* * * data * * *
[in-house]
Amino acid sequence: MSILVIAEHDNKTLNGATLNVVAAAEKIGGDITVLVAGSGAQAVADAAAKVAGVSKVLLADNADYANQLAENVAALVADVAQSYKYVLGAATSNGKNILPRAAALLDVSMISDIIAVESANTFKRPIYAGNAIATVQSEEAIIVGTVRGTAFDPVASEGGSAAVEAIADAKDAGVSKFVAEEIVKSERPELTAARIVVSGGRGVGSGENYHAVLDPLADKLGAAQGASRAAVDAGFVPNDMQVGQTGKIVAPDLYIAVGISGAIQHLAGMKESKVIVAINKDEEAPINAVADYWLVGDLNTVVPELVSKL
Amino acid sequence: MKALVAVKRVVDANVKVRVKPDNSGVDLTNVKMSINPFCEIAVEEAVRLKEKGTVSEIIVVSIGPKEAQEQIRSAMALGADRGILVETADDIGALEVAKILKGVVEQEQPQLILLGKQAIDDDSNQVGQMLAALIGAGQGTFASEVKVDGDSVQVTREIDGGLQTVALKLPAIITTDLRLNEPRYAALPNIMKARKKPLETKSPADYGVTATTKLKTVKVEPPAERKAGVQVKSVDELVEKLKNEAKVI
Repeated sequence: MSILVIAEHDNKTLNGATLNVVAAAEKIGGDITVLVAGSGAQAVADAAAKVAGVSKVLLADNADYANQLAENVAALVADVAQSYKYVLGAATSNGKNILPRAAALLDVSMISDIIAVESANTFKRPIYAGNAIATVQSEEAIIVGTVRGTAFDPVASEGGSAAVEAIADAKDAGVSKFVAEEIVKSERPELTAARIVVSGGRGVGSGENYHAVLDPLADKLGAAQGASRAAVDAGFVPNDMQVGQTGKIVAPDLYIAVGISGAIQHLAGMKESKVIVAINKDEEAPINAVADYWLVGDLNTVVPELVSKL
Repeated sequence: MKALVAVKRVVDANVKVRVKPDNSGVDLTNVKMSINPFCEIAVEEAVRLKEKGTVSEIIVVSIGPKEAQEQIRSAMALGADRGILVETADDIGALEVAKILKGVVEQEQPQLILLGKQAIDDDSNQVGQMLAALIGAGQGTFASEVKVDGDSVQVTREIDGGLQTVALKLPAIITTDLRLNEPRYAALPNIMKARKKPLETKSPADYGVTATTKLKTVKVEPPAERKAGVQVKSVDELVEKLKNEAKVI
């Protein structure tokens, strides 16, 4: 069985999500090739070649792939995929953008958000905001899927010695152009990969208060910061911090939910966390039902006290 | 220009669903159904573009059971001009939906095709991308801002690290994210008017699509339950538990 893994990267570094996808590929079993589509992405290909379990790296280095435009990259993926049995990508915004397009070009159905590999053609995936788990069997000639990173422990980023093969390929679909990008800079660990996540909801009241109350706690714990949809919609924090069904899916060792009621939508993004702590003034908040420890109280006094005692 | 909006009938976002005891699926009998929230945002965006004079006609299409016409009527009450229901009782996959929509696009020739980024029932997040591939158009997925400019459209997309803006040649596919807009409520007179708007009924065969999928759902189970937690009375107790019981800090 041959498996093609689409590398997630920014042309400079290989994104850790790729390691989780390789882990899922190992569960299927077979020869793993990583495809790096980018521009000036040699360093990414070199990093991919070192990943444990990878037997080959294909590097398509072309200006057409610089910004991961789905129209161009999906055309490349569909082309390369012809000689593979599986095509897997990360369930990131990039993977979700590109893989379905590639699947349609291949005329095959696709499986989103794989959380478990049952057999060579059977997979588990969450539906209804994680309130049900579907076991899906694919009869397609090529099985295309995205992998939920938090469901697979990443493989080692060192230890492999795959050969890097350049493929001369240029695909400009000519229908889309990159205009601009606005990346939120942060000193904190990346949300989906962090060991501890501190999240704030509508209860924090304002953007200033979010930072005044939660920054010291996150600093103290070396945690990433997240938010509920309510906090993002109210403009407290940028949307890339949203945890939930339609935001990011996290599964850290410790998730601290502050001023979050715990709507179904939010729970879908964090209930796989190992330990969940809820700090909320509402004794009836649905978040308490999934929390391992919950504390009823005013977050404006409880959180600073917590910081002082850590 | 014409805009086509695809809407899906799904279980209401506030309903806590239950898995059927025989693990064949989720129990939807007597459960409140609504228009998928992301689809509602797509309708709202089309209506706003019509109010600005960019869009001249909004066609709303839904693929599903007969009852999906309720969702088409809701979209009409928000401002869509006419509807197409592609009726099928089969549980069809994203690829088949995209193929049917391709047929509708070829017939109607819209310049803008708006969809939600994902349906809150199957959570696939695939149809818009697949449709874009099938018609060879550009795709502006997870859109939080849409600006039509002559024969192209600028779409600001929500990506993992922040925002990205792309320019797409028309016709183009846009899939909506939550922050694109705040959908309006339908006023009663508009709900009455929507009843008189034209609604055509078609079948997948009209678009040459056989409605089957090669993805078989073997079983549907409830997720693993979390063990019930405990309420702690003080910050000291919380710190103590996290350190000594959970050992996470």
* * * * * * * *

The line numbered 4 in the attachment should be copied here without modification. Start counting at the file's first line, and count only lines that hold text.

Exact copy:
Repeated sequence: MSILVIAEHDNKTLNGATLNVVAAAEKIGGDITVLVAGSGAQAVADAAAKVAGVSKVLLADNADYANQLAENVAALVADVAQSYKYVLGAATSNGKNILPRAAALLDVSMISDIIAVESANTFKRPIYAGNAIATVQSEEAIIVGTVRGTAFDPVASEGGSAAVEAIADAKDAGVSKFVAEEIVKSERPELTAARIVVSGGRGVGSGENYHAVLDPLADKLGAAQGASRAAVDAGFVPNDMQVGQTGKIVAPDLYIAVGISGAIQHLAGMKESKVIVAINKDEEAPINAVADYWLVGDLNTVVPELVSKL